Does anyone here have any insight into this new lawsuit filed against Arri by RED in California?
Doesn't sound like RED is alleging patent infringement yet, rather "misappropriation of trade secrets."
There may be a world of difference between those two legal concepts.
Now I'm curious about any technical similarities between the Alexa and the Epic.
Other than wavelet transform compression, a much lower price tag, and an entirely different work flow
for post, what does the Epic have that the Alexa doesn't? Or maybe the question should be "what
features does the Alexa have that are remarkably similar to the Epic?"
That's what we're all interested to see.
Bravin only worked for Arri for a short time, and he started some time after both the Alexa and Epic designs were essentially "frozen" and both had been been sold in considerable numbers, probably more Epics than Alexas, too.
It's hard to imagine what Bravin could possibly have gotten hold of that could have made any significant difference to the design of the Alexa at that point.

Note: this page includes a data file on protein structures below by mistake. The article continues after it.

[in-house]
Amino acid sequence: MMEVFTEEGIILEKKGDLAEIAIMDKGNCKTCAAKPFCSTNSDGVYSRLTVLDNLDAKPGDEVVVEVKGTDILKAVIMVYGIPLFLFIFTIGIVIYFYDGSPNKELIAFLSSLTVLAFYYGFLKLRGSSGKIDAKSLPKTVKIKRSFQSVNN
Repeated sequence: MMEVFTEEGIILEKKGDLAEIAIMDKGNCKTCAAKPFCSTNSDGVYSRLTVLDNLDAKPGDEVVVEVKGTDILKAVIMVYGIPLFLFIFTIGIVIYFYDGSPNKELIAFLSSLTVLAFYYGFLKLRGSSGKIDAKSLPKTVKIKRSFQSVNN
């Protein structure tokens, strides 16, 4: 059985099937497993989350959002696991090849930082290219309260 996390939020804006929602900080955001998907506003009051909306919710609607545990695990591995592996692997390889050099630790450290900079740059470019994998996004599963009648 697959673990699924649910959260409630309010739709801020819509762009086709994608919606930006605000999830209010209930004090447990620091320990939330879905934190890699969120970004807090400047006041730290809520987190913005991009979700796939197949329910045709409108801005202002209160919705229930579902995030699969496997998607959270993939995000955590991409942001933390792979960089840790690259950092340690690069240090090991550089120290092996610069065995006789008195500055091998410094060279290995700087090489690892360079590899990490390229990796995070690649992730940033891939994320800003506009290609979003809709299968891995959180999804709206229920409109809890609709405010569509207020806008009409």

In any event, the main difference is that the Alexa is a complete, self-contained 1080p video source, which you could theoretically plug straight into an HDTV broadcast transmitter if you got the lighting right.
The RED is on the other hand in effect only half
a camera, entirely dependent on the Post-Production chain to generate the final broadcast-able image and definitely not in real time. In effect it could arguably be compared to the first Analog Betacams, except perhaps if you could imagine them using film....
Not that there's necessarily anything wrong with any of this, since it allows a considerable cost reduction and also lower power consumption, but you're really comparing a banana to a banana split here.
Obviously Jannard & Co must think there is some legal merit to their claims, we'll just have to wait and see what they are...